They DO get everywhere, don’t they?

Euglena cells in pondwater. Image copyright Russell Kightley,

Thanks to AJ Cann’s MicrobiologyBytes, and The Scientist:

Decoding the Genome of Chlorella Microalgae, a Promising Genus for Biofuel Production

ScienceDaily (Oct. 13, 2010)
“…the analysis of the Chlorella genome has also revealed numerous genes governing the synthesis of flagellar proteins, which suggests that this species could have a sexual cycle that has gone unnoticed until now. Last but not least, the ability of Chlorella algae to synthesize chitin could have been inherited from a virus (itself endowed with chitinase activity) having secured exclusive use of its host against other viruses incapable of piercing through its protective shell. This “monopoly” scenario illustrates a new mode of co-evolution between viruses and their hosts.”

Gotta love ’em – because maybe we and many other things couldn’t be here without ’em.  This builds on previous evidence that retroviruses probably helped in the evolution of placental mammals, that much of the planet’s oxygen may be due to viruses, and that viruses often aid hosts in developing resistance against them.

However, the parent paper is always preferable to a commentary – and I am indebted to Guillaume Blanc – the corresponding author – for a copy of the paper; our otherwise reliable library service fell down on access to the Plant Cell!  This allows me to quote the following (bold text my emphases):

The Chlorella variabilis NC64A Genome Reveals Adaptation to Photosymbiosis, Coevolution with Viruses, and Cryptic Sex

Guillaume Blanc et al., Plant Cell Advance Online Publication
Published on September 17, 2010; 10.1105/tpc.110.076406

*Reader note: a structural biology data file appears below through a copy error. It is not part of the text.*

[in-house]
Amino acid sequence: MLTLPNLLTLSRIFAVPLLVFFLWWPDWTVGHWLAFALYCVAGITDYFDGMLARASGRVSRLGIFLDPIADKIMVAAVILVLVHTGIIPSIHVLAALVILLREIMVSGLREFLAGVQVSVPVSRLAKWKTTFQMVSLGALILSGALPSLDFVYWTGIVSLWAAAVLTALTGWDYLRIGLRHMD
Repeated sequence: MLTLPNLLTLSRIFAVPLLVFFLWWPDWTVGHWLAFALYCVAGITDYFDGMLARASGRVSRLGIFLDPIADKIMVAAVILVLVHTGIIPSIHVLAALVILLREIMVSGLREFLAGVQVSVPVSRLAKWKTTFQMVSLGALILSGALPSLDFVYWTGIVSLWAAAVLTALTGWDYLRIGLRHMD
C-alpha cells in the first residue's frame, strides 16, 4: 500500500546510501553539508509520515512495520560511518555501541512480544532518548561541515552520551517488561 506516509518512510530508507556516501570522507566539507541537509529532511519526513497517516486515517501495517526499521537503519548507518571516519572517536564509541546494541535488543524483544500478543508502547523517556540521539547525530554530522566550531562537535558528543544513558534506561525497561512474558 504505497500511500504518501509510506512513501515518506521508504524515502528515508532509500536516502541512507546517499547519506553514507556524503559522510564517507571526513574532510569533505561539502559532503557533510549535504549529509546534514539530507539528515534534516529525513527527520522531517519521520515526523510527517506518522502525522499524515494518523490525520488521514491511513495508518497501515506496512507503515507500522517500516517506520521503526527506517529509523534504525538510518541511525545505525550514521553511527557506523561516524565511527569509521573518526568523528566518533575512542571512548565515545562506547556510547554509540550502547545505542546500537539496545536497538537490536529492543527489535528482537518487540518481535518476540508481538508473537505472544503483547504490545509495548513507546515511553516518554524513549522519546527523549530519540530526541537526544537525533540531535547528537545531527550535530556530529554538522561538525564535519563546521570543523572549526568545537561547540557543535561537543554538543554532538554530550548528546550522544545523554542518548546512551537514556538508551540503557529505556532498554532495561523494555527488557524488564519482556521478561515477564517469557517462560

With 233 predicted enzymes involved in carbohydrate metabolism, NC64A appears much better equipped for synthesizing and modifying polysaccharides than the other sequenced chlorophytes that have between 92 (O. tauri) and 168 (C. reinhardtii) of such predicted enzymes…. However, we did not find homologs of the Arabidopsis proteins involved in the synthesis of cellulose (cellulose synthase CesA) or hemicellulose (hemicellulose syn- thase CLS), the major components of the primary cell wall of land plants. Instead, experimental evidence suggests that the cell wall of Chlorella species, including NC64A, contain glucosamine polymers such as chitin and chitosan….

Chitin is a natural component of fungal cell walls and of the exoskeleton of arthropods but is not normally present in green algae. The origin of chitin and its derivatives in the Chlorella genus has long been an enigma. Except for the plant-type chitinase gene, which is found in land plants (but not in chlorophytes apart from Chlorella), the four gene classes involved in forming and remodeling chitin cell walls (i.e., chitin synthase, chitin deacetylase, chitinase, and chitosanase) are absent in all the other fully sequenced Viridiplantae species. By contrast, homologs for each of these families exist in genomes of Chlorella viruses. The viral genes are presumably involved in degradation of the Chlorella cell wall (chitinase and chitosanase)… and production of chitinous fibers on the external surface of virus-infected cells (chitin synthase and chitin deacetylase) …. Phylogenetic analysis suggests that the Chlorella ancestor exchanged the bacterial-type chitinase and chitin-deacetylase genes with the chloroviruses.

And as I have often said (well, mostly to myself, but also in MicrobiologyBytes) – “Profound Insight (No. 4): in order to understand viruses, we should all be working on seawater…. That is where the diversity is, after all; that is where the gene pool that gave rise to all viruses came from originally – and who knows what else is being cooked up down there?”.

Amen.  But let’s add ponds to that.

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One Response to “They DO get everywhere, don’t they?”

  1. how do you get hpv Says:

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